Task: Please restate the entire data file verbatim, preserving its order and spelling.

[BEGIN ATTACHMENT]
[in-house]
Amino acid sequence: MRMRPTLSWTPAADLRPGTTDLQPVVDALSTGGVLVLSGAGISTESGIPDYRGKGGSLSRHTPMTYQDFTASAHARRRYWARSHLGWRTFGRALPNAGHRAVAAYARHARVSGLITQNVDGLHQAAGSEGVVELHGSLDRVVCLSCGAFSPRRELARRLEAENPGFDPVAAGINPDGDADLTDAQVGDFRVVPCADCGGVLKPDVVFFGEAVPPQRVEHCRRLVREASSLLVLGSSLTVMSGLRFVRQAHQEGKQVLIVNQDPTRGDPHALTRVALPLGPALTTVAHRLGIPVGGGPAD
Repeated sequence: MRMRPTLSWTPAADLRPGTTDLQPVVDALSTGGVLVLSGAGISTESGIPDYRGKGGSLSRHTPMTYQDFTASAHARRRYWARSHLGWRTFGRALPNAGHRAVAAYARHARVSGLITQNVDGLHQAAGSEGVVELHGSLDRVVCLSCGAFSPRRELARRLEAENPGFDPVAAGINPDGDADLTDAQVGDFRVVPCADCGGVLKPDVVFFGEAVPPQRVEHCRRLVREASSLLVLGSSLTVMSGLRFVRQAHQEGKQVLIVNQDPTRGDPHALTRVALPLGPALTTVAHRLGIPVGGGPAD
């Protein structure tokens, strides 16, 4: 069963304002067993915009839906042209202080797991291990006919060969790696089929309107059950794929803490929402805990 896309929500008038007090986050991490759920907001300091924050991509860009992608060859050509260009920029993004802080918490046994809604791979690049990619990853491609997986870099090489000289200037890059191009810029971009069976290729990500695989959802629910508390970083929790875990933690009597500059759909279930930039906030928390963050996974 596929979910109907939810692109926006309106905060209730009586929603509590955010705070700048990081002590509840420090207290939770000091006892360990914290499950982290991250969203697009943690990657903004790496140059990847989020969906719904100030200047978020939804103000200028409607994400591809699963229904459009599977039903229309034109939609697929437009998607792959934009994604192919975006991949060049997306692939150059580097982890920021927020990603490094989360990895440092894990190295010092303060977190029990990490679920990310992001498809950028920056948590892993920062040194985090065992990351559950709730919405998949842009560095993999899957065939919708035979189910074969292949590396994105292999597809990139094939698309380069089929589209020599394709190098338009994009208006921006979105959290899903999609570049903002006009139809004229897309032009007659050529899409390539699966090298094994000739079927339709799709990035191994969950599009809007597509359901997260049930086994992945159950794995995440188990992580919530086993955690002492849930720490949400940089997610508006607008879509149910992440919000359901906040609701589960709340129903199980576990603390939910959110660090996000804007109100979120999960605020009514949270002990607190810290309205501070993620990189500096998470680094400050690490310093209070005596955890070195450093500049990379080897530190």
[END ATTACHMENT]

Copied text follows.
[in-house]
Amino acid sequence: MRMRPTLSWTPAADLRPGTTDLQPVVDALSTGGVLVLSGAGISTESGIPDYRGKGGSLSRHTPMTYQDFTASAHARRRYWARSHLGWRTFGRALPNAGHRAVAAYARHARVSGLITQNVDGLHQAAGSEGVVELHGSLDRVVCLSCGAFSPRRELARRLEAENPGFDPVAAGINPDGDADLTDAQVGDFRVVPCADCGGVLKPDVVFFGEAVPPQRVEHCRRLVREASSLLVLGSSLTVMSGLRFVRQAHQEGKQVLIVNQDPTRGDPHALTRVALPLGPALTTVAHRLGIPVGGGPAD
Repeated sequence: MRMRPTLSWTPAADLRPGTTDLQPVVDALSTGGVLVLSGAGISTESGIPDYRGKGGSLSRHTPMTYQDFTASAHARRRYWARSHLGWRTFGRALPNAGHRAVAAYARHARVSGLITQNVDGLHQAAGSEGVVELHGSLDRVVCLSCGAFSPRRELARRLEAENPGFDPVAAGINPDGDADLTDAQVGDFRVVPCADCGGVLKPDVVFFGEAVPPQRVEHCRRLVREASSLLVLGSSLTVMSGLRFVRQAHQEGKQVLIVNQDPTRGDPHALTRVALPLGPALTTVAHRLGIPVGGGPAD
């Protein structure tokens, strides 16, 4: 069963304002067993915009839906042209202080797991291990006919060969790696089929309107059950794929803490929402805990 896309929500008038007090986050991490759920907001300091924050991509860009992608060859050509260009920029993004802080918490046994809604791979690049990619990853491609997986870099090489000289200037890059191009810029971009069976290729990500695989959802629910508390970083929790875990933690009597500059759909279930930039906030928390963050996974 596929979910109907939810692109926006309106905060209730009586929603509590955010705070700048990081002590509840420090207290939770000091006892360990914290499950982290991250969203697009943690990657903004790496140059990847989020969906719904100030200047978020939804103000200028409607994400591809699963229904459009599977039903229309034109939609697929437009998607792959934009994604192919975006991949060049997306692939150059580097982890920021927020990603490094989360990895440092894990190295010092303060977190029990990490679920990310992001498809950028920056948590892993920062040194985090065992990351559950709730919405998949842009560095993999899957065939919708035979189910074969292949590396994105292999597809990139094939698309380069089929589209020599394709190098338009994009208006921006979105959290899903999609570049903002006009139809004229897309032009007659050529899409390539699966090298094994000739079927339709799709990035191994969950599009809007597509359901997260049930086994992945159950794995995440188990992580919530086993955690002492849930720490949400940089997610508006607008879509149910992440919000359901906040609701589960709340129903199980576990603390939910959110660090996000804007109100979120999960605020009514949270002990607190810290309205501070993620990189500096998470680094400050690490310093209070005596955890070195450093500049990379080897530190």